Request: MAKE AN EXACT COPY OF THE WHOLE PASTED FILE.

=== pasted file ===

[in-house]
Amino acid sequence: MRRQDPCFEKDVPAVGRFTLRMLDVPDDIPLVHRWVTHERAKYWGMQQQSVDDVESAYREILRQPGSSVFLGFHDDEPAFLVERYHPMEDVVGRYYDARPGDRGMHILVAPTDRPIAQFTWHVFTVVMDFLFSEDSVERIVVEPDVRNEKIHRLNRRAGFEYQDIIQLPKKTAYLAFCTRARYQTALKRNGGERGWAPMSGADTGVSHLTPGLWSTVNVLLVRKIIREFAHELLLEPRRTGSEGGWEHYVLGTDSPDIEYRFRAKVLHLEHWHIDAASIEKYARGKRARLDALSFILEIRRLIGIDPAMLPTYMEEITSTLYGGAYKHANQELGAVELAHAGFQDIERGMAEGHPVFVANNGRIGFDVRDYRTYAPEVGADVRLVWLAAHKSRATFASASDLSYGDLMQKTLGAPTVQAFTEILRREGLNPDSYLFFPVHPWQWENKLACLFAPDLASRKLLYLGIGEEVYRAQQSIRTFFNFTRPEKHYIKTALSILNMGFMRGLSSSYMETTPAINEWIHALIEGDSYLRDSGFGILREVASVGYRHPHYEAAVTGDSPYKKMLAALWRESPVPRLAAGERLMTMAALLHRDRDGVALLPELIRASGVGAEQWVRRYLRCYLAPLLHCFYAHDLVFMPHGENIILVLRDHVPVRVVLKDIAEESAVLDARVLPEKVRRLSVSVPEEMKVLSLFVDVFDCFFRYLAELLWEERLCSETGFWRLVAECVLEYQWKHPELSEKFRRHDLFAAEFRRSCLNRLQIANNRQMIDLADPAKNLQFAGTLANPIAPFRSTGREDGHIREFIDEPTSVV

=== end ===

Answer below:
[in-house]
Amino acid sequence: MRRQDPCFEKDVPAVGRFTLRMLDVPDDIPLVHRWVTHERAKYWGMQQQSVDDVESAYREILRQPGSSVFLGFHDDEPAFLVERYHPMEDVVGRYYDARPGDRGMHILVAPTDRPIAQFTWHVFTVVMDFLFSEDSVERIVVEPDVRNEKIHRLNRRAGFEYQDIIQLPKKTAYLAFCTRARYQTALKRNGGERGWAPMSGADTGVSHLTPGLWSTVNVLLVRKIIREFAHELLLEPRRTGSEGGWEHYVLGTDSPDIEYRFRAKVLHLEHWHIDAASIEKYARGKRARLDALSFILEIRRLIGIDPAMLPTYMEEITSTLYGGAYKHANQELGAVELAHAGFQDIERGMAEGHPVFVANNGRIGFDVRDYRTYAPEVGADVRLVWLAAHKSRATFASASDLSYGDLMQKTLGAPTVQAFTEILRREGLNPDSYLFFPVHPWQWENKLACLFAPDLASRKLLYLGIGEEVYRAQQSIRTFFNFTRPEKHYIKTALSILNMGFMRGLSSSYMETTPAINEWIHALIEGDSYLRDSGFGILREVASVGYRHPHYEAAVTGDSPYKKMLAALWRESPVPRLAAGERLMTMAALLHRDRDGVALLPELIRASGVGAEQWVRRYLRCYLAPLLHCFYAHDLVFMPHGENIILVLRDHVPVRVVLKDIAEESAVLDARVLPEKVRRLSVSVPEEMKVLSLFVDVFDCFFRYLAELLWEERLCSETGFWRLVAECVLEYQWKHPELSEKFRRHDLFAAEFRRSCLNRLQIANNRQMIDLADPAKNLQFAGTLANPIAPFRSTGREDGHIREFIDEPTSVV